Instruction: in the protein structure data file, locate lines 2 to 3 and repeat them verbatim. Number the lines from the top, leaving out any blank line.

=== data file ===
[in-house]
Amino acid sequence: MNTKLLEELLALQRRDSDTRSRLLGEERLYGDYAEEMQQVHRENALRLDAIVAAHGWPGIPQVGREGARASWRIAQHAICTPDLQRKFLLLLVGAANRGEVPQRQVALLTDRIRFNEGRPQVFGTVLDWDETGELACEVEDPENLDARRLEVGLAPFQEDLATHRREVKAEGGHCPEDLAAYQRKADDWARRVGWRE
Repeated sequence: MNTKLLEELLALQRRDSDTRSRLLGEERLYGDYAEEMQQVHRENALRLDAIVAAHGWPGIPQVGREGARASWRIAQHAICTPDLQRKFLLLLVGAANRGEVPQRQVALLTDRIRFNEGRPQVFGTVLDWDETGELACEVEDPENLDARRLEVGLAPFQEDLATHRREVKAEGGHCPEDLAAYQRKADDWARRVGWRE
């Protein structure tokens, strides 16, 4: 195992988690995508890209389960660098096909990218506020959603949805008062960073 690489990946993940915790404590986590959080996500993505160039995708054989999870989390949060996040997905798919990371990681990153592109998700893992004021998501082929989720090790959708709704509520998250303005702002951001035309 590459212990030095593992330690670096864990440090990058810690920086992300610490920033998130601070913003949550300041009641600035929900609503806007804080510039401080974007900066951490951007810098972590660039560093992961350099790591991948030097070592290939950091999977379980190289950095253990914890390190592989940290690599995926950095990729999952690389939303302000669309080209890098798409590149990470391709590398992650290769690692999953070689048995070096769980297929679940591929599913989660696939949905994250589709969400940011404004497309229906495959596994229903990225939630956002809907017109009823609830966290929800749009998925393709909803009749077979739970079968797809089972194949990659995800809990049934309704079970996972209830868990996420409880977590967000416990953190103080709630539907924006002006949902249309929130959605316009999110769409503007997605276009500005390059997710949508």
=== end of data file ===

Amino acid sequence: MNTKLLEELLALQRRDSDTRSRLLGEERLYGDYAEEMQQVHRENALRLDAIVAAHGWPGIPQVGREGARASWRIAQHAICTPDLQRKFLLLLVGAANRGEVPQRQVALLTDRIRFNEGRPQVFGTVLDWDETGELACEVEDPENLDARRLEVGLAPFQEDLATHRREVKAEGGHCPEDLAAYQRKADDWARRVGWRE
Repeated sequence: MNTKLLEELLALQRRDSDTRSRLLGEERLYGDYAEEMQQVHRENALRLDAIVAAHGWPGIPQVGREGARASWRIAQHAICTPDLQRKFLLLLVGAANRGEVPQRQVALLTDRIRFNEGRPQVFGTVLDWDETGELACEVEDPENLDARRLEVGLAPFQEDLATHRREVKAEGGHCPEDLAAYQRKADDWARRVGWRE